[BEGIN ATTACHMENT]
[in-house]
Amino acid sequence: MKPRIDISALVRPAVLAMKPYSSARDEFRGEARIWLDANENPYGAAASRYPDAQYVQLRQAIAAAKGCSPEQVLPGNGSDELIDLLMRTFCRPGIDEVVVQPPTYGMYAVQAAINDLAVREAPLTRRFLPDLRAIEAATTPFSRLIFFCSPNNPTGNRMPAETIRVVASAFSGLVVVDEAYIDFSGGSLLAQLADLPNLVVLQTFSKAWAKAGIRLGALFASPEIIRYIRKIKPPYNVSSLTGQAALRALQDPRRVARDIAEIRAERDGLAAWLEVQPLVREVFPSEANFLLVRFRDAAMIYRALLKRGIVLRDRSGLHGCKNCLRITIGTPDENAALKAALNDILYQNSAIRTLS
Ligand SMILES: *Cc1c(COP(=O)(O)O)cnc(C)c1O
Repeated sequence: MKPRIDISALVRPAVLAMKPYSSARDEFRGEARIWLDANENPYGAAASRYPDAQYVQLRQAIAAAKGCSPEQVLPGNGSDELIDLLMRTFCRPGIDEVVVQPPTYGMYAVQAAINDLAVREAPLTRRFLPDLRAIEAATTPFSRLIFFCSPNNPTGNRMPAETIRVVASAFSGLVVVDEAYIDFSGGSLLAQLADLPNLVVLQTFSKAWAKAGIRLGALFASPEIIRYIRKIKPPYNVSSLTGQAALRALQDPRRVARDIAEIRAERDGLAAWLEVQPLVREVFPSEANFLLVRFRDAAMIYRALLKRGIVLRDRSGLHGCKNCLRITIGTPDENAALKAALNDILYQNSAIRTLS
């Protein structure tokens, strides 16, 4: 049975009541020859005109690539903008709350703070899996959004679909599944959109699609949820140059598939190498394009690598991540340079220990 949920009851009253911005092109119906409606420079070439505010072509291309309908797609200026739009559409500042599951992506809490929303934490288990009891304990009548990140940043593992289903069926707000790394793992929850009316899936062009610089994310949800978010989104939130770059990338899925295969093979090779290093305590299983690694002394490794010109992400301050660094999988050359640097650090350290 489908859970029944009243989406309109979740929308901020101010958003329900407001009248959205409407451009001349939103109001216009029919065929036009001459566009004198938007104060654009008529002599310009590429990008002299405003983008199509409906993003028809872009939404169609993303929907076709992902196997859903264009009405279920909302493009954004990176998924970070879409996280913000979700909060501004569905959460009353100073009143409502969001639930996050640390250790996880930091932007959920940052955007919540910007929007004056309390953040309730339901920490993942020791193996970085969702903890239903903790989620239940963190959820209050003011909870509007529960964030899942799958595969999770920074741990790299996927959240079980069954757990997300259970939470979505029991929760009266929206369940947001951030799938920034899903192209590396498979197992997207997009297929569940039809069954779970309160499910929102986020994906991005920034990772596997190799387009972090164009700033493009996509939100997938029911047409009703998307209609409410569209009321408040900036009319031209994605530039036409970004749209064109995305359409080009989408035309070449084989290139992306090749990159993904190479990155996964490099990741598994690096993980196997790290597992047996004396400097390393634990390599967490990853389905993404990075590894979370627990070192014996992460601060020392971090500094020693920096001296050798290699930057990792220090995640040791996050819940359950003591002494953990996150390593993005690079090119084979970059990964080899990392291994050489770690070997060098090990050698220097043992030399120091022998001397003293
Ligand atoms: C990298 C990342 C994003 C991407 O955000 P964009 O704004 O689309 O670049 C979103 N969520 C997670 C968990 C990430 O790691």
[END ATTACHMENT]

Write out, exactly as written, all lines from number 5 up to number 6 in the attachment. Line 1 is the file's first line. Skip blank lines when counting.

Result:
């Protein structure tokens, strides 16, 4: 049975009541020859005109690539903008709350703070899996959004679909599944959109699609949820140059598939190498394009690598991540340079220990 949920009851009253911005092109119906409606420079070439505010072509291309309908797609200026739009559409500042599951992506809490929303934490288990009891304990009548990140940043593992289903069926707000790394793992929850009316899936062009610089994310949800978010989104939130770059990338899925295969093979090779290093305590299983690694002394490794010109992400301050660094999988050359640097650090350290 489908859970029944009243989406309109979740929308901020101010958003329900407001009248959205409407451009001349939103109001216009029919065929036009001459566009004198938007104060654009008529002599310009590429990008002299405003983008199509409906993003028809872009939404169609993303929907076709992902196997859903264009009405279920909302493009954004990176998924970070879409996280913000979700909060501004569905959460009353100073009143409502969001639930996050640390250790996880930091932007959920940052955007919540910007929007004056309390953040309730339901920490993942020791193996970085969702903890239903903790989620239940963190959820209050003011909870509007529960964030899942799958595969999770920074741990790299996927959240079980069954757990997300259970939470979505029991929760009266929206369940947001951030799938920034899903192209590396498979197992997207997009297929569940039809069954779970309160499910929102986020994906991005920034990772596997190799387009972090164009700033493009996509939100997938029911047409009703998307209609409410569209009321408040900036009319031209994605530039036409970004749209064109995305359409080009989408035309070449084989290139992306090749990159993904190479990155996964490099990741598994690096993980196997790290597992047996004396400097390393634990390599967490990853389905993404990075590894979370627990070192014996992460601060020392971090500094020693920096001296050798290699930057990792220090995640040791996050819940359950003591002494953990996150390593993005690079090119084979970059990964080899990392291994050489770690070997060098090990050698220097043992030399120091022998001397003293
Ligand atoms: C990298 C990342 C994003 C991407 O955000 P964009 O704004 O689309 O670049 C979103 N969520 C997670 C968990 C990430 O790691």